Fortune is closely tracking the careers of these 10 star executives, all of whom could someday land a spot on our Most Powerful Women list. See who did make the 2018 U.S. ranking here, and who made the international Most Powerful Women list here.
EVP For Aeronautics
Lockheed Martin (lmt)
In her new role, effective Oct. 1., Evans will oversee a $21 billion business, becoming the second woman in executive leadership after CEO Hewson.
CoFounder and CEO Jetblack,
The Rent the Runway cofounder is giving Walmart a new look by heading up a personal shopping service—the first startup incubated inside the retailer.
Chairman and CEO Consulting,
Foutty’s $9-billion-in-revenue segment has become a critical part of Deloitte’s business, sparking speculation that she’s a potential CEO contender.
President, Prepared Foods,
Tyson Foods (tsn)
Grimes oversees more than a quarter of the company’s $38 billion in revenue and is helping to create a new corporate brand identity for the meat multinational.
Formerly tasked with running government technologies for the German giant, Humpton was promoted in June and now oversees the $23-billion-in-revenue U.S. business.
Founder and CEO,
Lake IPO’d her startup in late 2017—and it’s been on a tear since. The stock more than tripled since it went public, and the market cap is nearing $5 billion.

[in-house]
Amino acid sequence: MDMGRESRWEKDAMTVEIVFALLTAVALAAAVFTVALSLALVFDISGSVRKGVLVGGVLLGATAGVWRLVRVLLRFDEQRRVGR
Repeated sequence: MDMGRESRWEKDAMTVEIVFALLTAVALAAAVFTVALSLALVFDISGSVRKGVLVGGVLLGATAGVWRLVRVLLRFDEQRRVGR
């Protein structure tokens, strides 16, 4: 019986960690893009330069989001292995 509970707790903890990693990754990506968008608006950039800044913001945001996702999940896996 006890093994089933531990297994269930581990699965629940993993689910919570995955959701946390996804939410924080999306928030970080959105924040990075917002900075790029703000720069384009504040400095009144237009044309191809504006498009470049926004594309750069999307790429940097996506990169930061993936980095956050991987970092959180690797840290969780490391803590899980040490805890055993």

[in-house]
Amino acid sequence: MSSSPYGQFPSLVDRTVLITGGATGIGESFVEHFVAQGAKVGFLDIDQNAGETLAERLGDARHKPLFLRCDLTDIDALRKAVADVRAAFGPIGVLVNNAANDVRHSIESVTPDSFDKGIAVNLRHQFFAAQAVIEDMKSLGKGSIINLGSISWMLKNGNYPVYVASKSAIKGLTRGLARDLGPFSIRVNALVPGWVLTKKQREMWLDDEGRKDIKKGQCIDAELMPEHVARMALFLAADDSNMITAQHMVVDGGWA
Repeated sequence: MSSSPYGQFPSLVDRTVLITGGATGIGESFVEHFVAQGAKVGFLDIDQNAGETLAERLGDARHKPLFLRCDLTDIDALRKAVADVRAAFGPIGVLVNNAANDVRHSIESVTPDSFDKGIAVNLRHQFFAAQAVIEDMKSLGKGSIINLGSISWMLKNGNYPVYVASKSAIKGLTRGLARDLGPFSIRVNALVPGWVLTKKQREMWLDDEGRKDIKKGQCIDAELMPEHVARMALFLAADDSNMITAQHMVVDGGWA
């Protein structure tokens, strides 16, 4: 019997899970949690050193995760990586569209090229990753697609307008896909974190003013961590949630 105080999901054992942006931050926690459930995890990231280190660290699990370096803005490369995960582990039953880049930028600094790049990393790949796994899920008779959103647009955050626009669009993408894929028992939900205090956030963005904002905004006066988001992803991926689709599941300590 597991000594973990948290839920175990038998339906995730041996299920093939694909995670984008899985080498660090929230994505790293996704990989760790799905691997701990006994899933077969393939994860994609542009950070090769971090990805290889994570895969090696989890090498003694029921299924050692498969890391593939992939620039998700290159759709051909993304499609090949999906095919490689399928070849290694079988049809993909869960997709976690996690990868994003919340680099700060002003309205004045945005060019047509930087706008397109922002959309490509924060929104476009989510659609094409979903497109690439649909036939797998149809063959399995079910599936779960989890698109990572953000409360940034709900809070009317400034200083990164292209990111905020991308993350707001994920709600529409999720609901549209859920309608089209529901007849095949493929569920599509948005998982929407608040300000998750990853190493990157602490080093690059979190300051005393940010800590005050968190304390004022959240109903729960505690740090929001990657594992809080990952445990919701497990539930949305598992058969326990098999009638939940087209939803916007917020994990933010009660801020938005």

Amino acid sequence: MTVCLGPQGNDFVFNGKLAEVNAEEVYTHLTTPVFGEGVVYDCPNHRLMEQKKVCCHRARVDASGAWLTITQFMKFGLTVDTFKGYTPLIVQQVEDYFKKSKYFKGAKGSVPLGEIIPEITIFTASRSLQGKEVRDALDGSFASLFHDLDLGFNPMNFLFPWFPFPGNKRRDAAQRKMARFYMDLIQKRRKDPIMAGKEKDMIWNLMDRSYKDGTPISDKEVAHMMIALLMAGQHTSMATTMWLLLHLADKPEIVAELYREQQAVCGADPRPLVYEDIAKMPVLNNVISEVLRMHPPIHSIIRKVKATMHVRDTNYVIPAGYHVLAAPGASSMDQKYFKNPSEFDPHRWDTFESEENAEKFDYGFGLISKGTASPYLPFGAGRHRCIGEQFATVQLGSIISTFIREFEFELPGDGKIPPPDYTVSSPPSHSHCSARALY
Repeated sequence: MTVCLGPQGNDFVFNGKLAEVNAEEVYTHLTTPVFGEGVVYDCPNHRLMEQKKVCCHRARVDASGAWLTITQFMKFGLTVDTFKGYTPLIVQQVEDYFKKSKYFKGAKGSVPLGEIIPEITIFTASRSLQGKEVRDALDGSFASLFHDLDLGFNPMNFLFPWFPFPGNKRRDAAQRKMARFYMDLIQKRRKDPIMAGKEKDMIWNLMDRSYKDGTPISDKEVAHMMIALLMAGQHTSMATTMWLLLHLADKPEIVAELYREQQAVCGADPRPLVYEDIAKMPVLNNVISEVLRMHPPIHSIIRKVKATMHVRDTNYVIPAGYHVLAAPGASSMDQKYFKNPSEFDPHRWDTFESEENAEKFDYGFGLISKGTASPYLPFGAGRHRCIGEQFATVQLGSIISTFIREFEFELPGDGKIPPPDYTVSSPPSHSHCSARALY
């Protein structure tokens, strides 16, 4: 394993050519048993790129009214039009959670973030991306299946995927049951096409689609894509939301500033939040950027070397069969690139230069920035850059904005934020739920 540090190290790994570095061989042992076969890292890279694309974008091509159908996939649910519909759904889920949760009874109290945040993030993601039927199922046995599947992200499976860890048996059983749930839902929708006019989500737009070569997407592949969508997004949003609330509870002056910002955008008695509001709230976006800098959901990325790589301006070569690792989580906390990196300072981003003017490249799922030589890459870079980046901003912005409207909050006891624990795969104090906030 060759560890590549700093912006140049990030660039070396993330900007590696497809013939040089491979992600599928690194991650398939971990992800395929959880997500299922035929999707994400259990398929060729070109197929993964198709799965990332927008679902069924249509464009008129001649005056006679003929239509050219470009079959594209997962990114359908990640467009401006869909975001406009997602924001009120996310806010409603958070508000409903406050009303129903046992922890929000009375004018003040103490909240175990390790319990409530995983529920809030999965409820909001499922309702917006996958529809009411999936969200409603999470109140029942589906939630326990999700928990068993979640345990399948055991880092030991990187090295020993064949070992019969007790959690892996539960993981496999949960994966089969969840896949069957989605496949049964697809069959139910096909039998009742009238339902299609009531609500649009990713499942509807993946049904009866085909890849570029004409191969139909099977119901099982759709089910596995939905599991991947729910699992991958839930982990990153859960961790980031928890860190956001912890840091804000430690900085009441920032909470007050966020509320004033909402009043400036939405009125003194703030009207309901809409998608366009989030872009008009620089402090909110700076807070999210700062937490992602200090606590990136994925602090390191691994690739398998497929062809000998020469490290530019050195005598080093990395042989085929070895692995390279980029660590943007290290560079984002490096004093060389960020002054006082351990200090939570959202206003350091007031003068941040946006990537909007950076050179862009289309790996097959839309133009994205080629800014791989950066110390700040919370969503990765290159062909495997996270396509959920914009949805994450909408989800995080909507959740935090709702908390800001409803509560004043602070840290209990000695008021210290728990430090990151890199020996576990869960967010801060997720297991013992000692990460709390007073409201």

After a big promotion, the former Instagram COO is in charge of relationships with key collaborators as VP of global partnerships and business development.
EVP and CFO,
The former CIO turned CEO of transportation was elevated to CFO in November. Her mission: to implement a financial turnaround of the wounded industrial giant.
Salke, ex-president of NBC Entertainment, joined the tech giant in February and is now deploying Amazon’s estimated $4.5 billion war chest to beat rivals.
EVP and CFO,
General Motors (gm)
In September, Suryadevara became the first female CFO of the Big Three automaker, making the company one of only two Fortune 500 enterprises to have an all-woman CEO-CFO team. The 13-year GM veteran was a core player in the company’s Opel divestiture, acquisition of self-driving subsidiary Cruise, and investment in ride-hailing company Lyft.
A version of this article appears in the Oct. 1, 2018 issue of Fortune as part of the Most Powerful Women package with the headline “On our Radar.”